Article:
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Well, that's not true. Yet. - Blather. Rants. Repeat.
A Møøse once bit my sister ...
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Well, that's not true. Yet.

The other day, I was finally contacted about my signup a few weeks earlier to go to a battleground state to keep the Crazy Poll Watchers away from intimidating the unacceptable (i.e., non-white and unarmed) potential voters.  I was confirmed for an assignment in western Pennsylvania on Election Day, and was told to watch my email for login access to a system set up for training and appearance scheduling.

This effort, called LBJ (I've yet to see what it literally stands for, although the initials of course evoke various images), is run out of the Clinton campaign.  Mindful that I've never been one of her biggest fans, I waited to see how this effort would go.

The good: they're being very careful about who can access their servers and how.  The LBJ site sends out an email with a ""token" link you have to click to set up an account.  You then need a password, and they require strong ones. My first choice, "nastywoman," was rejected.  Once I finally came up with one with sufficient diddlybits, I was kicked out because the token had expired.  Sheesh, Hil- if only you'd been this careful with your email access all along, we might not have to be worrying about these wingnuts.

The bad: signing up for this effort gets you on The List. And it nags and begs and doesn't shut up.  You'd think she has the remotest chance of losing, the way these guilt-trip you.  I found a "less email" link and clicked it- which resulted in more email. So I chose a semi-hidden one to really "unsubscribe," hoping I won't lose LBJ emails in the process, and got this:



Pro tip: don't piss off your supporters. This is a good way to do that.  I unsubscribed anyway.  But Ima still going.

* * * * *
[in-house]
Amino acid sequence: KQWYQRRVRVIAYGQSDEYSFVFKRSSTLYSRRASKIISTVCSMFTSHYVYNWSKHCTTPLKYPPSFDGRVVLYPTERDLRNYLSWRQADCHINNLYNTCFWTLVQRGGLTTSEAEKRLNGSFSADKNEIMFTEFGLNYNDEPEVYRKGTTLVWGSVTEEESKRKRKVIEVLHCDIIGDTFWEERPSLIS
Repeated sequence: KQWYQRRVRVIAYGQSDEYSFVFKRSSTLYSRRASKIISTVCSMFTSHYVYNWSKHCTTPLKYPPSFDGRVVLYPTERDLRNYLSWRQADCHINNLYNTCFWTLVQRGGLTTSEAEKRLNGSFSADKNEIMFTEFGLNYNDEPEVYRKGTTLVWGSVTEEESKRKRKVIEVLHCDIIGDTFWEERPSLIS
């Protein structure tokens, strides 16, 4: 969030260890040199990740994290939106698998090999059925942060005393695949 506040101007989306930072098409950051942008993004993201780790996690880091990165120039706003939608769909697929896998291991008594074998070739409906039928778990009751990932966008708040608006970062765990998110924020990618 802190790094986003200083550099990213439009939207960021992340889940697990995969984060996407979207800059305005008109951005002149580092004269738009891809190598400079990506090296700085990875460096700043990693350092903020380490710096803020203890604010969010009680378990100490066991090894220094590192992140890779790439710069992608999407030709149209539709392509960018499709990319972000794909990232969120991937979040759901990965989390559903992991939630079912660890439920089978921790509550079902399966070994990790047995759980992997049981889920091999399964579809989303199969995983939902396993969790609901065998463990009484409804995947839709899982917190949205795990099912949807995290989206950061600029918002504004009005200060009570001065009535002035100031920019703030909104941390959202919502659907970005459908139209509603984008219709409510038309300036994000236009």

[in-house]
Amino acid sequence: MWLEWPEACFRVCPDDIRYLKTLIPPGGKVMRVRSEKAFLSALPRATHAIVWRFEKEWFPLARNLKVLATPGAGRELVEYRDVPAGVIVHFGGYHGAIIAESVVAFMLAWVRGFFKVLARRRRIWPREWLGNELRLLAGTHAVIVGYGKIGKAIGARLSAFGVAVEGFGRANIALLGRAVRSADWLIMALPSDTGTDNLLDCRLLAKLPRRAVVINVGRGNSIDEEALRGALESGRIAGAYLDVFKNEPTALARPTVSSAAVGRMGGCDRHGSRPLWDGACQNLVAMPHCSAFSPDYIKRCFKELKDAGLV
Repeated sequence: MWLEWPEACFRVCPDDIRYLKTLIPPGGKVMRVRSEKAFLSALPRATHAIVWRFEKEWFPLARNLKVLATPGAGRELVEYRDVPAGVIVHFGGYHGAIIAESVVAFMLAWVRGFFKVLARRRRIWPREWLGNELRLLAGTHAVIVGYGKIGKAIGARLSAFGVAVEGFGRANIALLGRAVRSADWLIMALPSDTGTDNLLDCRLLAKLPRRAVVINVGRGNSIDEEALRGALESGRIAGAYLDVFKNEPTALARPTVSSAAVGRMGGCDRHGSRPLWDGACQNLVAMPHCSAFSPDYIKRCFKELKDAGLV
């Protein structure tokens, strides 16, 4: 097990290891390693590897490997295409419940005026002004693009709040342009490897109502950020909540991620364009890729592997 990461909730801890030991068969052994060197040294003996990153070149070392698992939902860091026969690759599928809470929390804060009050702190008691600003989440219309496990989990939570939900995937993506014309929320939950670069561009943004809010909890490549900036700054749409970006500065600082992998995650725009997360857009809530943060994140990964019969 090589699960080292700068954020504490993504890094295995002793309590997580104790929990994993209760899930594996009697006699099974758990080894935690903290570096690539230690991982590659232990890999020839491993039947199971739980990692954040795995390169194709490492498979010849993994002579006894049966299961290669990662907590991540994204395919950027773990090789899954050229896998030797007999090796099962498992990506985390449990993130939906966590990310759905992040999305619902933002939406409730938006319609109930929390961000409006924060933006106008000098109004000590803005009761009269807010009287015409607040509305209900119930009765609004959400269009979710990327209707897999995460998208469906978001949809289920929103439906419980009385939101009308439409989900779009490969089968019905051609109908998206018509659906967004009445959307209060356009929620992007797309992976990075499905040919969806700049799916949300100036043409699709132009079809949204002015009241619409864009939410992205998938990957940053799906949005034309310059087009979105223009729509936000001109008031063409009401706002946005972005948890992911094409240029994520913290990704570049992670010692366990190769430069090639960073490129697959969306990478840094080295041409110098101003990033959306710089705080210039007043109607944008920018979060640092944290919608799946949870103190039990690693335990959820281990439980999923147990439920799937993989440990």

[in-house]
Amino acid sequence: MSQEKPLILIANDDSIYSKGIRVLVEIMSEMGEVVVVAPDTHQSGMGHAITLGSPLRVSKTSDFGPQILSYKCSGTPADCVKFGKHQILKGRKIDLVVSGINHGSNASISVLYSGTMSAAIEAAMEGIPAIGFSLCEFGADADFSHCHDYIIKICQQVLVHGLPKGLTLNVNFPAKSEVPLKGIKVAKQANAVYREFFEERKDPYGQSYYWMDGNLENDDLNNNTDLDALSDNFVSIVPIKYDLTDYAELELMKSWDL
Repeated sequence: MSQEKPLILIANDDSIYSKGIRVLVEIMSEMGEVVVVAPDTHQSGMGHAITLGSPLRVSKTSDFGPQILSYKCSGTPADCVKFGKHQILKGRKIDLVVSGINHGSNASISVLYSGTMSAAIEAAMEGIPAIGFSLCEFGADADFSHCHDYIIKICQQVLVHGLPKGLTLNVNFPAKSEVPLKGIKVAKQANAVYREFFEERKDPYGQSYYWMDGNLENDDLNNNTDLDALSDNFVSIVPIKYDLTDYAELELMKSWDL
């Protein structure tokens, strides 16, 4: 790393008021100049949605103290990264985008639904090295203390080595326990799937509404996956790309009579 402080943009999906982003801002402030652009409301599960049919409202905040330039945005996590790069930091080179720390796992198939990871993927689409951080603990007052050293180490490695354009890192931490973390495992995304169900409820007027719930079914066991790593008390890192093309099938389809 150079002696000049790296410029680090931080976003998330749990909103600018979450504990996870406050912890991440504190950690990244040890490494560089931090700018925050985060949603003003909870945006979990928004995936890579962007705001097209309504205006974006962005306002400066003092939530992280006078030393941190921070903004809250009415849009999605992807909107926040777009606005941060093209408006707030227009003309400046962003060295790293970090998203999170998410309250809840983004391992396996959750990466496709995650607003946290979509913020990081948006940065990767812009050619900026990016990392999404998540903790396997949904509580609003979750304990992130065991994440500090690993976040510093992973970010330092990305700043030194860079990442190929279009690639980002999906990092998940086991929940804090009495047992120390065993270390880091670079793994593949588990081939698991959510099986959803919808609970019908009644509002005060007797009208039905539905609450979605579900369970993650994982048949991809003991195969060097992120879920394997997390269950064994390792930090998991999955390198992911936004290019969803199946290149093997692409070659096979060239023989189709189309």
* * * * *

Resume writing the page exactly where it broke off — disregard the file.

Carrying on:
----

My plan is to head down to PA Points West- Erie and Pittsburgh are the most likely urban areas where help will be needed- after I've cast my own vote here at 6 a.m. on November 8.  It's frustrating, because I'm seeing posts from all over the country from friends who have already gotten to exercise their franchise through early voting.

Meanwhile, this bluer-than-blue paradise of a state refuses to extend that courtesy to its own voters.  New York allows absentee votes, but they are only available with an "excuse" (which I would have and could use, and which I have used once or twice in my voting life). Worse, though:  while they allow them to be cast, they are essentially treated as "outcast." Since they allow absentee voters to postmark their ballots as late as the day before Election Day wherever they may be, none of these ballots are counted in the Election Night returns, and are thus rendered irrelevant in 99-plus percent of contests. On the other hand, states which allow Early Voting do not need such post-election windows since, derp, they're early!, and so your vote not only counts but is included in the totals that are reported from the get-go.

Who's to blame for this?  Politicians, of course.  This recent piece talks about it, and notes that we really have no business here complaining about suppressive new techniques in other states when we've been completely repressive ourselves all along: